Why the Salesforce.com Acquisition Rumors Miss the Mark on Cloud (CRM)

salesforce.com acquisitionRumors that a big tech player is ponying up funds for a Salesforce.com acquisition give the financial media a lot to talk about.

And yesterday Salesforce.com Inc. (NYSE: CRM) stock was up 12% on the rumors.

So, who will buy Salesforce? Right now the Wall Street media circus is in full swing trying to find an answer.

Will it be Microsoft Corp. (Nasdaq: MSFT)? Oracle Corp. (NYSE: ORCL)? Google Inc. (Nasdaq: GOOG, GOOGL)? Or just insert tech giant name here...

The problem with this kind of speculation is that it's lazy. And the real discussions about the industry that should be taking place are lost in a flashy but substance-less argument over who stands to gain by buying Salesforce.

We'll save you the time. Everybody in the tech world who wants a bigger footprint in cloud should be clamoring to buy this company. Who wouldn't want to buy Salesforce?

The case can be made for every big tech player:

  • Oracle: Salesforce CEO Marc Benioff is an Oracle alum and a great friend to Larry Ellison.
  • Microsoft: Hasn't CEO Satya Nadella been pushing hard on cloud since he stepped in as CEO last year?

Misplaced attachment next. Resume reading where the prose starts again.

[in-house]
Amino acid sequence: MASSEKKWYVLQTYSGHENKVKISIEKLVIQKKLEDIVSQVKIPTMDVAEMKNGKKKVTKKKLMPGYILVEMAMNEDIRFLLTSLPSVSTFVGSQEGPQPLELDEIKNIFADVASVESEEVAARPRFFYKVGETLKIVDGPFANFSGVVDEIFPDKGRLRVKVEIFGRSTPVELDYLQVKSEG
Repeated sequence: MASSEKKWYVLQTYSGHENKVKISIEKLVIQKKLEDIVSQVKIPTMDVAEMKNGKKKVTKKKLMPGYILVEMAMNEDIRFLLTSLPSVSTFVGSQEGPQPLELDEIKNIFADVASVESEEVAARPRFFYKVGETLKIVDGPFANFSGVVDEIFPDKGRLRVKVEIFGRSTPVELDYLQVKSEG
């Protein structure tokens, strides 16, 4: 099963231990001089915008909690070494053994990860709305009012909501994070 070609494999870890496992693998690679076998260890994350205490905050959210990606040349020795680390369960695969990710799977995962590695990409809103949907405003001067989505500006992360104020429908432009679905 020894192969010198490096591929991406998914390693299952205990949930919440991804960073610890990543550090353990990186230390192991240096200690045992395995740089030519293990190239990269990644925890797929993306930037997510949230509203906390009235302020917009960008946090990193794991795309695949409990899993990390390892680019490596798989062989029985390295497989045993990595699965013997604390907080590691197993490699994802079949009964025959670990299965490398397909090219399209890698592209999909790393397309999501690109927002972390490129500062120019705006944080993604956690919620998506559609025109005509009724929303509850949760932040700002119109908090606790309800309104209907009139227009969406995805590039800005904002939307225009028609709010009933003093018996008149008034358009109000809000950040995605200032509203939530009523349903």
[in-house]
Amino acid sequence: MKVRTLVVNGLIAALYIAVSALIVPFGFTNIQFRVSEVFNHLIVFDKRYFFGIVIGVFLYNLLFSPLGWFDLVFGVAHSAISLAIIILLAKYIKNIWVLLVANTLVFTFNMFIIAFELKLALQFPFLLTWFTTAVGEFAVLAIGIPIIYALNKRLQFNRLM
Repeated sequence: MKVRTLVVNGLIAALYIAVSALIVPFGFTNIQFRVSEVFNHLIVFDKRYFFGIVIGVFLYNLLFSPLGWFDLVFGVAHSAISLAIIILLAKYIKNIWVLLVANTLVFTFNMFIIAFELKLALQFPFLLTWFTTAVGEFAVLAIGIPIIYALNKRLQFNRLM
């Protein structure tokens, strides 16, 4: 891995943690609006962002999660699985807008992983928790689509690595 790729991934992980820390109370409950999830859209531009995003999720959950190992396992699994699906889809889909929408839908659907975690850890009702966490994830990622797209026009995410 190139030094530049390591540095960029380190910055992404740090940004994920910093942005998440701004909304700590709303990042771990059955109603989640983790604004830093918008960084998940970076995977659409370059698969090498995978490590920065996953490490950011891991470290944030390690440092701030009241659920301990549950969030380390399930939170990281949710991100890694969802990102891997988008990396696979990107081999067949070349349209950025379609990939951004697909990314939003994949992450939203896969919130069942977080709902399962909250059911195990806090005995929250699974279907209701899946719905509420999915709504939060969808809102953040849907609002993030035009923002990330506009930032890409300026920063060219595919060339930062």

• International Business Machines Corp. (NYSE: IBM): This is a natural fit for a company with a large rolodex of Fortune 100 clients and a pressing need to make a splash in the enterprise cloud scene.

If CEO Benioff could be bought off, he would have been by now. It's been 15 years since Benioff started revolutionizing the customer relationship management (CRM) business and making Salesforce the first billion dollar cloud company.

But Benioff is a different kind of entrepreneur.

He's a corporate do-gooder with a knee-jerk aversion to the 9-to-5 lifestyle. He cut his teeth in the laid-back offices of Apple Inc. (Nasdaq: AAPL) in his younger days. And he left Oracle to start Salesforce out of fear of becoming a "corporate lifer."

He's not going to so easily watch his empire - built on "gonzo marketing" with a mandate to bring an "end to software" - be swallowed up by an industry Goliath. It runs counter to everything he's built Salesforce on.

So, the financial media can have fun speculating on which giant may consider, just maybe, buying Salesforce.

But they're letting the real story of the industry elude them...

Why a Salesforce.com Acquisition Makes Sense for Everybody in the Industry